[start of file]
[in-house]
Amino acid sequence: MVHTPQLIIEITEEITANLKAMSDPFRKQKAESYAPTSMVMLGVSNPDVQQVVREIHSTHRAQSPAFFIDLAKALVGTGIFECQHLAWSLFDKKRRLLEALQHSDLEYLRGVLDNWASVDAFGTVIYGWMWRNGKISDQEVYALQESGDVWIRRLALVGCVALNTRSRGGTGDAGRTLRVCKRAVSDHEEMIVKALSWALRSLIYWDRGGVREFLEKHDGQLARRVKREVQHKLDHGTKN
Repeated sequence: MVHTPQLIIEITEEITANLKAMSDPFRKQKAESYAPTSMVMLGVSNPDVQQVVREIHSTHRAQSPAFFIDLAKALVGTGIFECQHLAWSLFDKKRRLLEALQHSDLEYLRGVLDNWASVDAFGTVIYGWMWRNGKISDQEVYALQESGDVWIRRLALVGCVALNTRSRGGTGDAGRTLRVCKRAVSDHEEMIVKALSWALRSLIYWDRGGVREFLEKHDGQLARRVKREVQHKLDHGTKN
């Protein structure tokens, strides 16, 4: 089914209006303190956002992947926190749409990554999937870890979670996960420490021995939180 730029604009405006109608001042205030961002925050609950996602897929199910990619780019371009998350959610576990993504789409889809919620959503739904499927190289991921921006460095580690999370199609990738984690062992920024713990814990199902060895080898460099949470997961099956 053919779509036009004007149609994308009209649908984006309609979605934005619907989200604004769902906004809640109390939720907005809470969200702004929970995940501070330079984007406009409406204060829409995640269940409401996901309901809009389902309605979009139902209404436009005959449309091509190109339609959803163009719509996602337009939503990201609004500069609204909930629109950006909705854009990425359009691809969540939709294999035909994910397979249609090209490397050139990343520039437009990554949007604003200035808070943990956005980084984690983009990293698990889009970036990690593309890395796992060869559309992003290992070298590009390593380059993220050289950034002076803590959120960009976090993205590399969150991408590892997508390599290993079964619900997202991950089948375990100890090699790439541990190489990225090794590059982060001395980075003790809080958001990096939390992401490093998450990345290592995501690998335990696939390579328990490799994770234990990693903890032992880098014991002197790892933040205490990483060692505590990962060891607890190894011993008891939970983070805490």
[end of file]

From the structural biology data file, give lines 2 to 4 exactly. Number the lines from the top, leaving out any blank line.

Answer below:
Amino acid sequence: MVHTPQLIIEITEEITANLKAMSDPFRKQKAESYAPTSMVMLGVSNPDVQQVVREIHSTHRAQSPAFFIDLAKALVGTGIFECQHLAWSLFDKKRRLLEALQHSDLEYLRGVLDNWASVDAFGTVIYGWMWRNGKISDQEVYALQESGDVWIRRLALVGCVALNTRSRGGTGDAGRTLRVCKRAVSDHEEMIVKALSWALRSLIYWDRGGVREFLEKHDGQLARRVKREVQHKLDHGTKN
Repeated sequence: MVHTPQLIIEITEEITANLKAMSDPFRKQKAESYAPTSMVMLGVSNPDVQQVVREIHSTHRAQSPAFFIDLAKALVGTGIFECQHLAWSLFDKKRRLLEALQHSDLEYLRGVLDNWASVDAFGTVIYGWMWRNGKISDQEVYALQESGDVWIRRLALVGCVALNTRSRGGTGDAGRTLRVCKRAVSDHEEMIVKALSWALRSLIYWDRGGVREFLEKHDGQLARRVKREVQHKLDHGTKN
């Protein structure tokens, strides 16, 4: 089914209006303190956002992947926190749409990554999937870890979670996960420490021995939180 730029604009405006109608001042205030961002925050609950996602897929199910990619780019371009998350959610576990993504789409889809919620959503739904499927190289991921921006460095580690999370199609990738984690062992920024713990814990199902060895080898460099949470997961099956 053919779509036009004007149609994308009209649908984006309609979605934005619907989200604004769902906004809640109390939720907005809470969200702004929970995940501070330079984007406009409406204060829409995640269940409401996901309901809009389902309605979009139902209404436009005959449309091509190109339609959803163009719509996602337009939503990201609004500069609204909930629109950006909705854009990425359009691809969540939709294999035909994910397979249609090209490397050139990343520039437009990554949007604003200035808070943990956005980084984690983009990293698990889009970036990690593309890395796992060869559309992003290992070298590009390593380059993220050289950034002076803590959120960009976090993205590399969150991408590892997508390599290993079964619900997202991950089948375990100890090699790439541990190489990225090794590059982060001395980075003790809080958001990096939390992401490093998450990345290592995501690998335990696939390579328990490799994770234990990693903890032992880098014991002197790892933040205490990483060692505590990962060891607890190894011993008891939970983070805490």